Frequent fretting is unproductive and not so hot for your health.
As human beings, our ability to predict trouble—and outwit it—is one of those cerebral superpowers that set us apart from birds and beasts. But nonstop worrying can be crippling to your life and your immune system.
“Just having a thought about some potential bad thing that might happen—everyone has those,” says Dr. Michelle Newman, director of the Laboratory for Anxiety and Depression Research at Pennsylvania State University. “But if you have difficulty stopping the worry once it starts, that’s one of the ways we define what’s called pathological worry.”
Newman, who is also editor of the journal Behavior Therapy, cites more characteristics of out-of-control worrying, like fixating on things over which you have no control—or which have a low probability of happening—and “catastrophizing” them. Worrying about a loved one who’s driving and picturing the horrible ramifications of an accident is one example; imagining a string of events that might lead to your losing your job and your home is another.
Anxiety is a related feeling that often goes hand in hand with worrying. While it can be a little tricky to separate the two, Newman says the technical difference is that worrying is “verbal-linguistic” while anxiety is “physical.” If you feel tense or on edge while thinking about your job security or your child’s long car trip, you’re experiencing both worry and anxiety. Feel those emotions “more days than not” for a period of six months, and you meet the American Psychiatric Association’s criteria for a diagnosis of generalized anxiety disorder, or GAD. Basically, you’re a chronic worrier.
“I like to say that chronic worry is a process looking for content,” Newman says. “You’ve gotten into the habit of looking for something to be concerned about, and you always find it.”
That’s bad news for several reasons. First and foremost, incessant worrying and anxiety can increase your blood pressure and heart rate and has been linked to an elevated risk for cardiovascular disease. “Anxiety can also over-activate your immune system,” says Dr. Wesley Moons, formerly of the University of California, Davis, and now CEO of his own consulting firm, Moons Analytics.
While at UC Davis, Moons and his graduate student Grant Shields found that people who reacted to stressful situations with anger experienced a smaller immune system response than those who reacted with anxiety. Shields says the sorts of immune system responses his research linked to anxiety could hurt the body’s ability to fight off infection or disease and have been tentatively linked to higher mortality rates.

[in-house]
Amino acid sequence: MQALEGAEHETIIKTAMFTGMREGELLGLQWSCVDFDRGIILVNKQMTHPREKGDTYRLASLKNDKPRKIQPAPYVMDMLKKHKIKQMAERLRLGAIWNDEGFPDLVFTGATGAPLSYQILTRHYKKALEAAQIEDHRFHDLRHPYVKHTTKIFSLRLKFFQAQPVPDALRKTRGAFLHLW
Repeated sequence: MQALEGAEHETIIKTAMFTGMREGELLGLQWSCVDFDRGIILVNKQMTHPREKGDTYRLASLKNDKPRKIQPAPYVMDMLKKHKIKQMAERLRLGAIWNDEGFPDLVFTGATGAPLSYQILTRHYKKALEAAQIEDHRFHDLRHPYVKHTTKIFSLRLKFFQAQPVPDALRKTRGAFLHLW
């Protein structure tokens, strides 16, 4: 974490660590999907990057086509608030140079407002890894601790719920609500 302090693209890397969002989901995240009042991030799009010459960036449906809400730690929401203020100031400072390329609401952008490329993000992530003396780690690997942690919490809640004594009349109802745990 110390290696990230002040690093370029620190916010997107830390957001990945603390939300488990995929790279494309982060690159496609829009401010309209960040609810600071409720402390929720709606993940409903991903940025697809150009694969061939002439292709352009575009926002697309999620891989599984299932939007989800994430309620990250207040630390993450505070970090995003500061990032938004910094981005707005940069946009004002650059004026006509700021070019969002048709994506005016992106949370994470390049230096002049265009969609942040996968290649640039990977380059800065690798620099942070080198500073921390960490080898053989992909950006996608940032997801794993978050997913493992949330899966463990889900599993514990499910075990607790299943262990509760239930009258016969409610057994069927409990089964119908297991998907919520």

“That’s not to say getting angry is a healthy reaction to stress,” Moons adds. “But in terms of your immune system, anxiety appears to trigger some different and potentially more detrimental responses.”
But isn’t there a benefit to lots of worrying? After all, if your mind is tackling contingencies and potential threats, you can act now to prevent them—right?
Unfortunately, Newman refutes this idea. “Mostly worrying becomes a process unto itself that doesn’t lead to problem solving or helping you in any way,” she says. If you’re worrying about something, she says, you’re not taking steps to address the source of your worry, if that’s even possible.
When you boil it down, worry is really a failure to live in the moment, Newman says. Activities that attempt to anchor your mind to the present—including yoga and meditation—may help combat incessant worrying. Exercise, massage and other things that alleviate physical tension are also helpful, she says.
Another great way to reign in your worrying is to set aside a specific time and place for it. Select a spot you can get to easily every day, but that isn’t a place where you normally spend time, Newman advises. (A quiet bench in your backyard, maybe, or a chair in your guest room.) Your goal is to give yourself 20 or 30 minutes a day in that space, devoted only to worrying. “The rest of the day, you tell yourself you aren’t going to worry because you will at that time and place,” Newman explains. “The idea is that by isolating your worry, you can control it.”
She says that focusing on a favorite relaxing setting—your “happy place”—also has proven worry-reducing benefits. “Close your eyes,” she says. “Try to vividly picture that place—the sights and smells and sounds you would feel and hear.” Hopefully the place that you see is worry-free.